Audience Question: Do you have suggestions for handling staff that indicate that it’s always the way that it’s been done? 

Halcyon Frank: That is such a huge thing that I hear. Like, across the board. I’m human side to stop myself and think “Yeah. Well, we use, —– So, we just keep doing that?” I think there’s always going to be those people but letting them know.  For the most part, there is nothing that we’ll change and try that we can’t go back to something else if it doesn’t work out. I think sometimes too, we darn as good as presenting changes, we present them in a way. Like, it’s this way, or it’s no way, and maybe opening it up as more of a like, we’re going to try this way. I know we’ve done it like this for so long We want to see if this might be more efficient. If it doesn’t work, We’ll go back to the other way. Like, this is nothing concrete. You know, we’re not setting anything in literal stone. Just want to try out some different things.

 

Audience Question: If you’re providing feedback on more than one thing, what’s the best way to do it so the receiver isn’t overwhelmed? 

Halcyon Frank: If possible, breaking it down or maybe doing it in different sessions, Um, hopefully, if you’re giving feedback on different stuff, there’s, like a common thread to it, if you will. So, just thinking, like, quality assurance reviews, I may have to give them feedback on that they didn’t get an address. Or they didn’t, you know, ask this question, but I have this kind of common thing, which is the call that we’re talking about. And that may not always apply, but if you do have some kind of common thread to tie it back to, so, it’s not just like, “Oh, you’re doing this wrong, and you’re doing this wrong…” “It’s, okay, we have this situation, and here’s what we need to address from that, here’s a kind of our common starting point, and then we’re going to work through the different things related.”

 

Audience Question: Do you try to avoid you and why statements when having a feedback conversation?

Halcyon Frank: I don’t know that I’ve ever consciously thought about that. But I didn’t know it is something to definitely consider. We don’t just want to be like you, you, you. Again, using quality assurance as an example. When I’m teaching that, we a lot of times focus on the third person. So, ”The call taker did not do this,” “The dispatcher did do this,” to take away some of that, so, it maybe doesn’t feel like quite an attack. Because they do that as something to be careful of. Not just, you know, “You do this, you do this.”  But looking for those ways to make it more of a third-person statement or just working it through in a way that, again, you’re not just highlighting maybe all the things that were done incorrectly. You just have the situation, and you can kind of move through it, the whole thing, and highlight the good and the bad.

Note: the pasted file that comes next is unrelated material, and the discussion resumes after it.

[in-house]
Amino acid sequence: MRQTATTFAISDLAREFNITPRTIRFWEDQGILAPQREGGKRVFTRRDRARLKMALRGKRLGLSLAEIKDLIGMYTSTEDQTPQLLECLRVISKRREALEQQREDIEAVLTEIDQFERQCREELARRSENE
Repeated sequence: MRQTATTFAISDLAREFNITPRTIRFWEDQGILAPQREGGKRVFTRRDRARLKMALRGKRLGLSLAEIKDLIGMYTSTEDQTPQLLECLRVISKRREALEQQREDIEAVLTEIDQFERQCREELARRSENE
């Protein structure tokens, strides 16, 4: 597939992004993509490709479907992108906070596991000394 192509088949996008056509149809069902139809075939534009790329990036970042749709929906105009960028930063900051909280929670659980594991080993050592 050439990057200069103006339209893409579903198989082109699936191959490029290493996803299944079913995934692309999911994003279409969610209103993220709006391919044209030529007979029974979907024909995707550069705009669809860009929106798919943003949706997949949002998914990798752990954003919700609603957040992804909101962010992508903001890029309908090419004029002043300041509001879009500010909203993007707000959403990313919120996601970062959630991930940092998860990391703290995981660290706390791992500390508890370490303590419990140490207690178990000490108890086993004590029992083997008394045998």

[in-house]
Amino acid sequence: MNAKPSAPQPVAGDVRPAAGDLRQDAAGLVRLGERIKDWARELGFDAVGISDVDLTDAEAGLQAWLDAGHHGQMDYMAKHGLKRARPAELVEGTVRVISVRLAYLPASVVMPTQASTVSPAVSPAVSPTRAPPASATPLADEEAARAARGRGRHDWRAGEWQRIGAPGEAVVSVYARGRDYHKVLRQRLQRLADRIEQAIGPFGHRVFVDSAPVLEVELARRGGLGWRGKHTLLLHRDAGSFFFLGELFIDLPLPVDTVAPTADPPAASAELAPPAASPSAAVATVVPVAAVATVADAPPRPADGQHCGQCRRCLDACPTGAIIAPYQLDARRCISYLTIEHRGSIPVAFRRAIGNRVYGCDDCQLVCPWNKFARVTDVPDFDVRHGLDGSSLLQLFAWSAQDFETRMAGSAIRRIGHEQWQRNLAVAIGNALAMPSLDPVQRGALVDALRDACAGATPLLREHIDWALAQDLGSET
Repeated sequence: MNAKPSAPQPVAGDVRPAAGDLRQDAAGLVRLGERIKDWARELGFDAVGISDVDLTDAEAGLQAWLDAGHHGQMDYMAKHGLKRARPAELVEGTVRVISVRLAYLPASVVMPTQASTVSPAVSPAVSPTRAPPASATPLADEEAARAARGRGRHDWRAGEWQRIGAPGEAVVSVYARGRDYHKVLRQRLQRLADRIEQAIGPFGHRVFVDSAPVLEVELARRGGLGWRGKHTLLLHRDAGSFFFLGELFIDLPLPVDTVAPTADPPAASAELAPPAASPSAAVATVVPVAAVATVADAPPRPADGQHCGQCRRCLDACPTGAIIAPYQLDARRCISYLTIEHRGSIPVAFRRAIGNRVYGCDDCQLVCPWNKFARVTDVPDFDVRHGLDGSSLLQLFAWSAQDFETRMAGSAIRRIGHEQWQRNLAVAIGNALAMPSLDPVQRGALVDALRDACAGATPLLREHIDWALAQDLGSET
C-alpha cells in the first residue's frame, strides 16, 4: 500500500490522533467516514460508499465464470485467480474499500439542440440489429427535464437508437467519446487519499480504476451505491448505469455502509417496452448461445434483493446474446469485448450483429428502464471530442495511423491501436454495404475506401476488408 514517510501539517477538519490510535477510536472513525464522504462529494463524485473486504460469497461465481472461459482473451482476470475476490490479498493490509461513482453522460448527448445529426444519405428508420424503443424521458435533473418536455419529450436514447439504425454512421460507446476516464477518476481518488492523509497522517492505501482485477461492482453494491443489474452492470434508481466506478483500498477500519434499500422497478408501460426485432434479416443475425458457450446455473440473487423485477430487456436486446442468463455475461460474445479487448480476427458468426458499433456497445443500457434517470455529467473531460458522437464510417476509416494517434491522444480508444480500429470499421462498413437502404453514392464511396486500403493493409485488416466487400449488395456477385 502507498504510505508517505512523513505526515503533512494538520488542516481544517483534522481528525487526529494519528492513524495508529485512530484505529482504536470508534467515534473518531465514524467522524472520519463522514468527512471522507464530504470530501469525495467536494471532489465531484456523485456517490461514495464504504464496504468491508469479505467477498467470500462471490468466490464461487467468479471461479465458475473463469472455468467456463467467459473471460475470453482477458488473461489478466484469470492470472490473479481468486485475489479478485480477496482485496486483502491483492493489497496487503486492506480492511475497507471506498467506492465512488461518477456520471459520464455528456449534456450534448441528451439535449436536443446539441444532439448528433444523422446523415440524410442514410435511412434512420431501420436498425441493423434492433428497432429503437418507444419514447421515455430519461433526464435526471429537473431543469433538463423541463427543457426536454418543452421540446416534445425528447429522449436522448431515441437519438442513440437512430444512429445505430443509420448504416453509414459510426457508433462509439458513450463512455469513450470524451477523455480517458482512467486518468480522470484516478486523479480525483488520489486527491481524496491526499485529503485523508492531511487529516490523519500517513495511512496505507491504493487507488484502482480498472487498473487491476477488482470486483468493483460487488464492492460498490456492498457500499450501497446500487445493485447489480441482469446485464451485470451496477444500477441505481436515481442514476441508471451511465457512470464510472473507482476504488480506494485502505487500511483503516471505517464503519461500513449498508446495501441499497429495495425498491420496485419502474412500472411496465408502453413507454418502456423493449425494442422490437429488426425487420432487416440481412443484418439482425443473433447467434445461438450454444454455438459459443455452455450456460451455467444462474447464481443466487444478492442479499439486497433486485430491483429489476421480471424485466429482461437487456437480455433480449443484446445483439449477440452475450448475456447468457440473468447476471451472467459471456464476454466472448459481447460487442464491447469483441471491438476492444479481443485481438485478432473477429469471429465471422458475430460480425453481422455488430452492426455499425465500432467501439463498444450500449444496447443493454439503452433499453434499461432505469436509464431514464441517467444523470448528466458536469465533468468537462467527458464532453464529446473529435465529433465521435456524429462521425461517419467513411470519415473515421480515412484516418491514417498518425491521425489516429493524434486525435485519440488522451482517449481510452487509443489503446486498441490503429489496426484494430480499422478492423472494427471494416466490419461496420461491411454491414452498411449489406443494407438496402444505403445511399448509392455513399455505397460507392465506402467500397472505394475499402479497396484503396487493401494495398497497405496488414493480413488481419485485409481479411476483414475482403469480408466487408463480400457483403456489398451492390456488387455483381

Audience Question: What are your thoughts on blanket emails that have reminders about policies when everyone knows that refer actually to 1 or 2 people? 

Halcyon Frank: I am not sure who this is asking, but I feel like they might know me on a personal level. And my unprofessional answer, if I could have space would be, we don’t have enough time to talk about blanket e-mails. But I truly feel like they’re highly ineffective. I think that when you’re implementing a new procedure, there is a learning curve. So, I think blanket e-mails can be good because when we’re all new at something, there’s a very high likelihood that we all need a little bit of room for reminders, or maybe even the first time if you have a handful of people are doing it, and I don’t think it necessarily hurts to maybe just send out a quick reminder. When you’re getting reminders for the second, third, fourth, or fifth time.

One, most likely, depending on the size of your agency or your workplace, we all know who you’re talking about, which just creates more negativity within the dynamics of the team. Two, what I’ve found a lot of times, is we, the rest of us, or some of us. If you’re like me, you’re like, “Oh, my gosh, was that me? Did I do that? Oh, I didn’t mean to.” And the person who actually did it is sitting there, like, “No, I didn’t do that.” And they just aren’t not even intentionally, but they just maybe are oblivious to that. No, you’re the one that did this thing.

And it’s, also, it’s not, it’s not the specific, right? Like, being specific applies not only to what you’re talking about but to the audience as well. If you’re telling us all to do it, but no one else is doing it. It just doesn’t help anyone to do blank and e-mails in it. It very much erodes relationships very quickly, because you also feel like, “I keep getting knocked down for something that I’m not doing and I keep doing it correctly, and yet, I’m still getting this e-mail. I don’t know what you want from me, because I do it right. And you still send me an e-mail.” So, I’m very much against blanket emails.

 

Click Here to Watch a Recording of How Effective Is Your Feedback? Lessons for Dispatch and Criminal Justice Professionals.